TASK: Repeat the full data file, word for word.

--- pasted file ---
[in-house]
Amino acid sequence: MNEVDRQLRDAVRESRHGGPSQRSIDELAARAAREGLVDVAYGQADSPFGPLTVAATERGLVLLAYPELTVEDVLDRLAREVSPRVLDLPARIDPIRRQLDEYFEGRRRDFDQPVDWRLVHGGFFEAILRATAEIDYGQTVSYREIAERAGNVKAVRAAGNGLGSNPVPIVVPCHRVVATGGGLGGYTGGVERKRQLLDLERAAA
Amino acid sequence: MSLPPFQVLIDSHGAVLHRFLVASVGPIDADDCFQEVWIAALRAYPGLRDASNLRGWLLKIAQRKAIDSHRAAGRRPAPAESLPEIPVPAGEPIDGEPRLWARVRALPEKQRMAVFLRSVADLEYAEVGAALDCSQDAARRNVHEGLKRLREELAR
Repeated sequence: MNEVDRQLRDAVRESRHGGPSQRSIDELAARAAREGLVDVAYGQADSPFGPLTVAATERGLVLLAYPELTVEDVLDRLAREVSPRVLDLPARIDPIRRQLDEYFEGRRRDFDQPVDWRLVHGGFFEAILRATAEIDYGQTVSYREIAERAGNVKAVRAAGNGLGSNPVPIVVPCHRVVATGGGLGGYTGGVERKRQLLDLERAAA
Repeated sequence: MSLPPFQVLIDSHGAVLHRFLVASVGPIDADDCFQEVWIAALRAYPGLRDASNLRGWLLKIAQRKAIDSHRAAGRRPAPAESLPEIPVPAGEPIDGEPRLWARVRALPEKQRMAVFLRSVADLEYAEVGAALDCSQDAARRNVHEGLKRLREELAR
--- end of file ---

[in-house]
Amino acid sequence: MNEVDRQLRDAVRESRHGGPSQRSIDELAARAAREGLVDVAYGQADSPFGPLTVAATERGLVLLAYPELTVEDVLDRLAREVSPRVLDLPARIDPIRRQLDEYFEGRRRDFDQPVDWRLVHGGFFEAILRATAEIDYGQTVSYREIAERAGNVKAVRAAGNGLGSNPVPIVVPCHRVVATGGGLGGYTGGVERKRQLLDLERAAA
Amino acid sequence: MSLPPFQVLIDSHGAVLHRFLVASVGPIDADDCFQEVWIAALRAYPGLRDASNLRGWLLKIAQRKAIDSHRAAGRRPAPAESLPEIPVPAGEPIDGEPRLWARVRALPEKQRMAVFLRSVADLEYAEVGAALDCSQDAARRNVHEGLKRLREELAR
Repeated sequence: MNEVDRQLRDAVRESRHGGPSQRSIDELAARAAREGLVDVAYGQADSPFGPLTVAATERGLVLLAYPELTVEDVLDRLAREVSPRVLDLPARIDPIRRQLDEYFEGRRRDFDQPVDWRLVHGGFFEAILRATAEIDYGQTVSYREIAERAGNVKAVRAAGNGLGSNPVPIVVPCHRVVATGGGLGGYTGGVERKRQLLDLERAAA
Repeated sequence: MSLPPFQVLIDSHGAVLHRFLVASVGPIDADDCFQEVWIAALRAYPGLRDASNLRGWLLKIAQRKAIDSHRAAGRRPAPAESLPEIPVPAGEPIDGEPRLWARVRALPEKQRMAVFLRSVADLEYAEVGAALDCSQDAARRNVHEGLKRLREELAR